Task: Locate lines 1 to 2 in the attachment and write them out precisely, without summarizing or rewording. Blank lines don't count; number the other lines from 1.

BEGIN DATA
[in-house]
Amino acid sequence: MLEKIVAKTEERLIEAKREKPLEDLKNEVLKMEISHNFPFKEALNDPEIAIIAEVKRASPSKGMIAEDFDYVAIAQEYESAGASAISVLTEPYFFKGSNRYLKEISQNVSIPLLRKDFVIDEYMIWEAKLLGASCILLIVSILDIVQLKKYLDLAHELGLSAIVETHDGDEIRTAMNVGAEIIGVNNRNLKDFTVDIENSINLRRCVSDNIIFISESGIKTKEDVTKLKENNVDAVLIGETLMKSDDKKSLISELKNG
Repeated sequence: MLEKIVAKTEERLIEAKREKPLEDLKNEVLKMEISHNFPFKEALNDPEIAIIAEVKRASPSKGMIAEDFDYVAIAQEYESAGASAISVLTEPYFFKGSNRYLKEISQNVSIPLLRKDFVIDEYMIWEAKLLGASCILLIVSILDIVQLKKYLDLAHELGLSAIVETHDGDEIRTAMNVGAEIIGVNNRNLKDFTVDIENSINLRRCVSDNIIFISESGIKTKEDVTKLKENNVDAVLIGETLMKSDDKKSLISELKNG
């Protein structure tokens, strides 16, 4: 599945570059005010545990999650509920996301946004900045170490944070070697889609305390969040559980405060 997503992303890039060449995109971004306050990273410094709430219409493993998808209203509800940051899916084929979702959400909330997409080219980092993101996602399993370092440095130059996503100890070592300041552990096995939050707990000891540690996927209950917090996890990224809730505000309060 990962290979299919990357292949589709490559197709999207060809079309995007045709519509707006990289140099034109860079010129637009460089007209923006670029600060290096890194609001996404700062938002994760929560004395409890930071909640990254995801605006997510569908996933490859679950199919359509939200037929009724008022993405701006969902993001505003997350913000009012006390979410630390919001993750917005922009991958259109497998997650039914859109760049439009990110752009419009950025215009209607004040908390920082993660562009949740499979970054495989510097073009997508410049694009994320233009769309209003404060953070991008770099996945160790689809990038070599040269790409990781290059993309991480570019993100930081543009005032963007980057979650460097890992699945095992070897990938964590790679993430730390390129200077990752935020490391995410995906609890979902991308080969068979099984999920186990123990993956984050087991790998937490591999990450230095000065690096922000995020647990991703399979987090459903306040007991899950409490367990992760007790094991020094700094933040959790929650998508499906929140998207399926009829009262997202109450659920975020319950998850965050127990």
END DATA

[in-house]
Amino acid sequence: MLEKIVAKTEERLIEAKREKPLEDLKNEVLKMEISHNFPFKEALNDPEIAIIAEVKRASPSKGMIAEDFDYVAIAQEYESAGASAISVLTEPYFFKGSNRYLKEISQNVSIPLLRKDFVIDEYMIWEAKLLGASCILLIVSILDIVQLKKYLDLAHELGLSAIVETHDGDEIRTAMNVGAEIIGVNNRNLKDFTVDIENSINLRRCVSDNIIFISESGIKTKEDVTKLKENNVDAVLIGETLMKSDDKKSLISELKNG